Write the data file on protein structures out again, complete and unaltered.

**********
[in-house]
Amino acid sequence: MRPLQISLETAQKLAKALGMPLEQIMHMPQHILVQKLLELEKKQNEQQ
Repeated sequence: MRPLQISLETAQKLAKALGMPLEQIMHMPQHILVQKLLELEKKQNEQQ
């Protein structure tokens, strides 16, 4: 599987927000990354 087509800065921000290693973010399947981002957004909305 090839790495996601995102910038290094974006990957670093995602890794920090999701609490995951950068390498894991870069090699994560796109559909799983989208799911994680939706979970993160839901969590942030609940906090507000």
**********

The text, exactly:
[in-house]
Amino acid sequence: MRPLQISLETAQKLAKALGMPLEQIMHMPQHILVQKLLELEKKQNEQQ
Repeated sequence: MRPLQISLETAQKLAKALGMPLEQIMHMPQHILVQKLLELEKKQNEQQ
């Protein structure tokens, strides 16, 4: 599987927000990354 087509800065921000290693973010399947981002957004909305 090839790495996601995102910038290094974006990957670093995602890794920090999701609490995951950068390498894991870069090699994560796109559909799983989208799911994680939706979970993160839901969590942030609940906090507000």